Module org.jooq
Package org.jooq.impl

Interface QOM.QualifiedRowid

All Superinterfaces:
Field<RowId>, FieldOrConstraint, FieldOrRow, GroupField, Named, OrderField<RowId>, QueryPart, SelectField<RowId>, SelectFieldOrAsterisk, Serializable, Typed<RowId>
Enclosing class:
QOM

public static interface QOM.QualifiedRowid extends Field<RowId>
The ROWID operator.

Get a table.rowid reference from this table.

A rowid value describes the physical location of a row on the disk, which can be used as a replacement for a primary key in some situations - especially within a query, e.g. to self-join a table:

 -- Emulating this MySQL statement...
 DELETE FROM x ORDER BY x.y LIMIT 1

 -- ... in other databases
 DELETE FROM x
 WHERE x.rowid IN (
   SELECT x.rowid FROM x ORDER BY x.a LIMIT 1
 )
 

It is not recommended to use rowid values in client applications as actual row identifiers as the database system may move a row to a different physical location at any time, thus changing the rowid value. In general, use primary keys, instead.

  • Method Details

    • $table

      @NotNull default @NotNull Table<?> $table()
    • $arg1

      Table<?> $arg1()
    • $arg1

      @NotNull default Field<RowId> $arg1(Table<?> newArg1)
    • constructor

      @NotNull @NotNull Function1<? super Table<?>,​? extends Field<RowId>> constructor()
    • transform

      default <T> T transform(Function1<? super Table<?>,​? extends T> function)
    • $traverse

      default <T> T $traverse(Traverser<?,​T> traverser)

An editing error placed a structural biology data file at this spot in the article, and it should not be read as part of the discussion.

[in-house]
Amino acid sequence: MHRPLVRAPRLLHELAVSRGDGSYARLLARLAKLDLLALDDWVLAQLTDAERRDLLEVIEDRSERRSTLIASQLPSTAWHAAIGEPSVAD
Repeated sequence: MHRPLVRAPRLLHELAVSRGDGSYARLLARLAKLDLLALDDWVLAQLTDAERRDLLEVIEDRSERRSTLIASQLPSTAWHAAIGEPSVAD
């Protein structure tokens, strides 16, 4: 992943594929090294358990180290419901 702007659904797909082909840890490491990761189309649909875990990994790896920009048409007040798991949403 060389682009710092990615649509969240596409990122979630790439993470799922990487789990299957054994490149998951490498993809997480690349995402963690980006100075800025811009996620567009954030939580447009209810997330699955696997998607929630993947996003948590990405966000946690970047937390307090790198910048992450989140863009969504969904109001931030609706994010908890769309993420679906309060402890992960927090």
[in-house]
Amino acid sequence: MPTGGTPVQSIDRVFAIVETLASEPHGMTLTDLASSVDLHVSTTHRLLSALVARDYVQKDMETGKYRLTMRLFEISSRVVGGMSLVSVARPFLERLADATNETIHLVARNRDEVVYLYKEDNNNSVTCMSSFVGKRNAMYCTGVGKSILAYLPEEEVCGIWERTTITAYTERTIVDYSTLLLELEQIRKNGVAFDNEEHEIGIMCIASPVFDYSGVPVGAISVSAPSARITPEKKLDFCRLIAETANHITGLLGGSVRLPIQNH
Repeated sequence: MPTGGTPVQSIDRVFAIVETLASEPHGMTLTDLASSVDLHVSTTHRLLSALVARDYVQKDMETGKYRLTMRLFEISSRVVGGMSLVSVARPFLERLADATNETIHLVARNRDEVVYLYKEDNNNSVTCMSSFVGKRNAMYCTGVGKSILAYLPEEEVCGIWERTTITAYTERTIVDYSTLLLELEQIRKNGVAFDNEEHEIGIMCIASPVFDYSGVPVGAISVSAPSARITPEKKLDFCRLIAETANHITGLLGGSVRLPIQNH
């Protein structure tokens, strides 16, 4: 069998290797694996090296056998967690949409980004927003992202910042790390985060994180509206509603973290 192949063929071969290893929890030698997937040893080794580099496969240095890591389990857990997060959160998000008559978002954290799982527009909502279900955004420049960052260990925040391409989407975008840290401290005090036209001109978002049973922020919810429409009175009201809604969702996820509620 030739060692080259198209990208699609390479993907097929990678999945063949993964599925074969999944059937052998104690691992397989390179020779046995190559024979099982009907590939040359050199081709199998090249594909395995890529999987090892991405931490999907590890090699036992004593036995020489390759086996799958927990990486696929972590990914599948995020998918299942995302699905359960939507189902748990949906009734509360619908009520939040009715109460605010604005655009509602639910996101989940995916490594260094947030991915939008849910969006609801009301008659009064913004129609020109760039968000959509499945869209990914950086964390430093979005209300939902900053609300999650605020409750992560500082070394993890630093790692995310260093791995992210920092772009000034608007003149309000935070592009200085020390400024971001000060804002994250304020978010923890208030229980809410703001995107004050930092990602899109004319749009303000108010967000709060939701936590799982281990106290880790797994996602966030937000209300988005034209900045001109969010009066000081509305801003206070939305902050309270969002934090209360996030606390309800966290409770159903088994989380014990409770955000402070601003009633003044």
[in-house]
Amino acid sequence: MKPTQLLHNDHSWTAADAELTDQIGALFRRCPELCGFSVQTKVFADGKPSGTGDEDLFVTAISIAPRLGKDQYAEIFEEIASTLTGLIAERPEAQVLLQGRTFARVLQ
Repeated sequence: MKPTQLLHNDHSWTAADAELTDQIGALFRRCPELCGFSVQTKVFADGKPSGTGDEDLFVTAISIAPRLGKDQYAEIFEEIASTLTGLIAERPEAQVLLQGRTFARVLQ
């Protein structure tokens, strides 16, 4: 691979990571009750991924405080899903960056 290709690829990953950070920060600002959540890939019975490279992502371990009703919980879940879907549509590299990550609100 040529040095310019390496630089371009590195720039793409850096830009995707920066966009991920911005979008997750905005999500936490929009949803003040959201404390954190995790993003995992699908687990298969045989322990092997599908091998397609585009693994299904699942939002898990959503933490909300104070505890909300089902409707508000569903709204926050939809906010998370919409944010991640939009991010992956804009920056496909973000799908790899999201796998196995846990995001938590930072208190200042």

Description copied from interface: QueryPart
      Traverser this QueryPart expression tree using a composable Traverser, producing a result.

      This offers a generic way to traverse expression trees to translate the tree to arbitrary other data structures. The simplest traversal would just count all the tree elements:

       int count = CUSTOMER.NAME.eq(1).$traverse(0, (i, p) -> i + 1);
       

      The same can be achieved by translating the JDK Collector API to the Traverser API using Traversers.collecting(Collector).

       CUSTOMER.NAME.eq(1).$traverse(Traversers.collecting(Collectors.counting()));
       

      Unlike a Collector, a Traverser is optimised for tree traversal, not stream traversal:

      • Is not designed for parallelism
      • It can Traverser.abort() traversal early when the result can be produced early (e.g. when running Traversers.containing(QueryPart), and a result has been found).
      • It can decide whether to Traverser.recurse() into a QueryPart subtree, or whether that is not necessary or even undesirable, e.g. to prevent entering new subquery scopes.
      • Unlike a Collector, which can use its Collector.accumulator() to accumulate each element only once, in tree traversal, it's desirable to be able to distinguish between accumulating an item Traverser.before() or Traverser.after() recursing into it. This is useful e.g. to wrap each tree node in XML opening and closing tags.
      Specified by:
      $traverse in interface QueryPart
    • $replace

      @NotNull default QueryPart $replace(Predicate<? super QueryPart> recurse, Function1<? super QueryPart,​? extends QueryPart> replacement)
      Description copied from interface: QueryPart
      Traverse a QueryPart hierarchy and recursively replace its elements by alternatives.
      Specified by:
      $replace in interface QueryPart
      Parameters:
      recurse - A predicate to decide whether to recurse into a QueryPart subtree.
      replacement - The replacement function. Replacement continues recursively until the function returns null or its input for any given input.